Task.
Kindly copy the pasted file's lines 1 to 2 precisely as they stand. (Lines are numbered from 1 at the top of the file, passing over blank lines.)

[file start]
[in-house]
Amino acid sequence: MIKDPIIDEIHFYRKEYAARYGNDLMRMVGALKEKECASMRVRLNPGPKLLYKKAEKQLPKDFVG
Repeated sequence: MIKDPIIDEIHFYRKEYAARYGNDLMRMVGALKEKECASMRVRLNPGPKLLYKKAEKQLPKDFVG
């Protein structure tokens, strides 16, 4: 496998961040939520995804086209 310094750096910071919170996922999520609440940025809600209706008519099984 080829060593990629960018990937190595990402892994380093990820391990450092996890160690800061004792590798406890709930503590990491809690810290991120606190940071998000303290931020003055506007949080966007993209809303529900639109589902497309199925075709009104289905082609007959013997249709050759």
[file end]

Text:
[in-house]
Amino acid sequence: MIKDPIIDEIHFYRKEYAARYGNDLMRMVGALKEKECASMRVRLNPGPKLLYKKAEKQLPKDFVG